A couple weeks back, the Wall Street Journalprinted a story naming trader David Slaine as a key cooperating source in the Galleon insider trading case, having allegedly ratted out several of his friends and co-workers, including nightclub bouncer-cum-hedge fund employee, Craig Drimal. The article also claimed that during his long career on Wall Street, Slaine smashed a keyboard to pieces, started a fistfight over a colleague who wouldn't share his French fries, and punched his Galleon boss, Gary Rosenbach in the face, while the two were stark-naked in an Equinox steam room. We wrote about it, mostly out of empathy for the fries situation (that's something to legitimately get upset about) and a commenter by the name of "Elyse" came along and said that basically everything in the Journal's story was untrue, but especially the bit with the fries (never happened, she said), and the steam room (where, according to E, David didn't punch Rosenbach but rather slapped him, which is different). "Elyse" then emailed us (she hadn't appreciated our tone) to say say that she was Elyse Slaine, the ex-wife of Big D (who she met in 1992, when he was working for Morgan Stanley and she was selling financial technology for Knight Ridder), and to reiterate that the Journal doesn't know shit. Last Friday, the Observersat down with ES to find out why.
First off, she didn't do this for the fame, or the glory.
"I feel," Elyse Slaine said over a nine-dollar cup of coffee at the Pierre Hotel last Friday, "like someone has to tell the truth." The 46-year-old was wearing studded Louboutin boots, a ruby ring on her right hand and a Harry Winston diamond watch on the other.
Someone need to set the record straight! And event though her ex-husband told her not to, Elyse knew that someone was she.
[David Slaine] hasn't endorsed [the crusade]. "I'm defending him because he's a good guy," she said. "He doesn't want me to." Mr. Slaine, who, The Journal said, has pleaded guilty to conspiracy and securities-fraud charges, and cooperated with the government to gain favor, did not return calls.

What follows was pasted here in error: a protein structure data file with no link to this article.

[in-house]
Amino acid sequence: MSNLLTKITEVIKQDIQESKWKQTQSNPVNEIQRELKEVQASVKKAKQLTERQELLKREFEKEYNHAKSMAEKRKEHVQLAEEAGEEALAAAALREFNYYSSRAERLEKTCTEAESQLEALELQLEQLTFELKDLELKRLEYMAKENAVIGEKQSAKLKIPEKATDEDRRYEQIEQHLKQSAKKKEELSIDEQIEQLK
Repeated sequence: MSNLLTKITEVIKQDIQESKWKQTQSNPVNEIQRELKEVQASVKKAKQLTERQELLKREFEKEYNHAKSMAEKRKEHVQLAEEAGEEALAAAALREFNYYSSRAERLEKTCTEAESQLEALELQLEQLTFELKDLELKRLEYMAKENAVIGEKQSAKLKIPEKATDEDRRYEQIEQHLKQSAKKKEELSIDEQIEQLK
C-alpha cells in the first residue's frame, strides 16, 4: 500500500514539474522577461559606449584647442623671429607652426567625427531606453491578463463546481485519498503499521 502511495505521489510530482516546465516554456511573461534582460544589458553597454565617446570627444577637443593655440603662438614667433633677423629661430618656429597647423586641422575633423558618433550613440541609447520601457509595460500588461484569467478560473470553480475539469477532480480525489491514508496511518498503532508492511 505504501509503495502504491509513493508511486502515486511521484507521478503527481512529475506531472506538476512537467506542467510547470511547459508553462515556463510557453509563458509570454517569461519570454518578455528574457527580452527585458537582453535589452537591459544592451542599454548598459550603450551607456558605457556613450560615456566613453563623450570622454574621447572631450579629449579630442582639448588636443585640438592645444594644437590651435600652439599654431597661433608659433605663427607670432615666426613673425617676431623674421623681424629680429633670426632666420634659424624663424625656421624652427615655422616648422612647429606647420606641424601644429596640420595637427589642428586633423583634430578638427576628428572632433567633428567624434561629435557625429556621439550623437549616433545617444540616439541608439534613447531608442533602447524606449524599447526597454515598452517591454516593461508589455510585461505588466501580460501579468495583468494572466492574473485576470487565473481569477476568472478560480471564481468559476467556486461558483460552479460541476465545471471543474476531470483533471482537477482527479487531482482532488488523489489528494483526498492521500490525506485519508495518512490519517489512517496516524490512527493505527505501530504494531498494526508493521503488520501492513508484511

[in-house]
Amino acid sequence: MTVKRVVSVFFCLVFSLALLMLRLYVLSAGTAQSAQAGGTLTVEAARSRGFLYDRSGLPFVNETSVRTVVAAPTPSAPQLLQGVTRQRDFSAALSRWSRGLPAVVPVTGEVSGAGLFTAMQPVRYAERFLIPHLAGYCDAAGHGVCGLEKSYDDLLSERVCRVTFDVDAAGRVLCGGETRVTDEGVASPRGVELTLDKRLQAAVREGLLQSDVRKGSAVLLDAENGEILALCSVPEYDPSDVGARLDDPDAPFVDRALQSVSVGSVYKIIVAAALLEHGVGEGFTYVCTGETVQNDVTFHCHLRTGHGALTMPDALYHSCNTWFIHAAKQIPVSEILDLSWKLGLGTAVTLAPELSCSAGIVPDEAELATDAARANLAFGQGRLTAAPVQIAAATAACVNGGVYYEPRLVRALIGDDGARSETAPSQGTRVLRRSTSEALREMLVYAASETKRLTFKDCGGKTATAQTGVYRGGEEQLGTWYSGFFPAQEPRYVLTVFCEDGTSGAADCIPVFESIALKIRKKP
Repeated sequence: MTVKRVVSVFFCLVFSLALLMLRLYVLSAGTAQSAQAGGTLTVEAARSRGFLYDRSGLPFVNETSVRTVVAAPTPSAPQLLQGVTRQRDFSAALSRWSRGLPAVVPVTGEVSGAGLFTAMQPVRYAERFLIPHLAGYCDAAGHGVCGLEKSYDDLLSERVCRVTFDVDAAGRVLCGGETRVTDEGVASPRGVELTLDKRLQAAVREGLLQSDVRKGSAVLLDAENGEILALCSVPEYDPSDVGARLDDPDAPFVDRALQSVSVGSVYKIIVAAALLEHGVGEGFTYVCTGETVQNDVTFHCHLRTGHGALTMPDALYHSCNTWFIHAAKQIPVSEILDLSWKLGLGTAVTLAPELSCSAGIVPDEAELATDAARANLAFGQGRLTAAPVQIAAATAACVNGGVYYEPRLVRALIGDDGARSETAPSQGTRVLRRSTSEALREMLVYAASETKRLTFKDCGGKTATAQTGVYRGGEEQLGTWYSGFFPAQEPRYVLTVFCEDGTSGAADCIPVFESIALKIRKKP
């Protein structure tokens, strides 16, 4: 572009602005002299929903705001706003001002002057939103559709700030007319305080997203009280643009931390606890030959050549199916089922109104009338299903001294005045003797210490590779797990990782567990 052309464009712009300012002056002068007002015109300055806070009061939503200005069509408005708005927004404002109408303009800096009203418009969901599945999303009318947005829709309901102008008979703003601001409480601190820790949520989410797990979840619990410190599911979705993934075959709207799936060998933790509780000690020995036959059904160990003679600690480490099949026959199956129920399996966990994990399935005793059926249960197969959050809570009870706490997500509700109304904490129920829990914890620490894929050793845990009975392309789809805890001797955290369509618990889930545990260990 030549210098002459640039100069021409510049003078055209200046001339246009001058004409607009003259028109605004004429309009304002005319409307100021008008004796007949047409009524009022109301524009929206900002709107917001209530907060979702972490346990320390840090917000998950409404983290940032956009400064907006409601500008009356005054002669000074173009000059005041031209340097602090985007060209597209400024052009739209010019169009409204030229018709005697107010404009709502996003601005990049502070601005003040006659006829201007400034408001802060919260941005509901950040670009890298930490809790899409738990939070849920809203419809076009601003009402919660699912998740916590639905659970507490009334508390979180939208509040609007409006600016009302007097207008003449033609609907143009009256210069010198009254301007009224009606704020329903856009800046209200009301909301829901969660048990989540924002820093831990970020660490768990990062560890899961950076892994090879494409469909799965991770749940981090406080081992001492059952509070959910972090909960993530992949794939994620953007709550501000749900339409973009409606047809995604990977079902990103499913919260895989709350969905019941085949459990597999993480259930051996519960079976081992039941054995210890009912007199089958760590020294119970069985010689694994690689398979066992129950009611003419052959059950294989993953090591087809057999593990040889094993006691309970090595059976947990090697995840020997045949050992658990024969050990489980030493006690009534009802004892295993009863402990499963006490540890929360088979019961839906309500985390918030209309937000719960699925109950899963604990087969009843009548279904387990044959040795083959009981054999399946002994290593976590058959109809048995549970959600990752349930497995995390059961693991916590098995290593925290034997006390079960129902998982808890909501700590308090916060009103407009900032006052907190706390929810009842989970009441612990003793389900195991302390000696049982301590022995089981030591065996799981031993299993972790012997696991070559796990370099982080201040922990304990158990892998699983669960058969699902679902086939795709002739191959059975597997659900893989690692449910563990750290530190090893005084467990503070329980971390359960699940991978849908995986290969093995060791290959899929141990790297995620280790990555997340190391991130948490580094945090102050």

In spite of the fact that he once ruined one of their date-nights.
His marriage began to end four years ago. "My interests became a little more diverse. I like to travel," Ms. Slaine said. "I enjoy theater. David, the one time we went, fell asleep. It was Bring in 'da Noise, Bring in 'da Funk."
Because Elyse, too, knows what it's like to be standing in the middle of the crisis, to feel like you're drowning, with no one to throw you a life saver.
Earlier this month, Ms. Slaine returned to her Park Avenue apartment, the co-op she used to share with Mr. Slaine, to find massive flooding. A bathroom pipe had burst. "My own personal tsunami," she sighed.
And if she's ineffectual, fine, at least she tried. It's important to her to set the record straight, but it's not the only thing Elyse has on her plate.
Ms. Slaine is on to other things. She said at coffee that she was headed to China, where she wants to produce a charm for women's purses that turns into a hook. She took out a prototype and hung her handbag from the Pierre cafe's table: "Patent pending," she explained.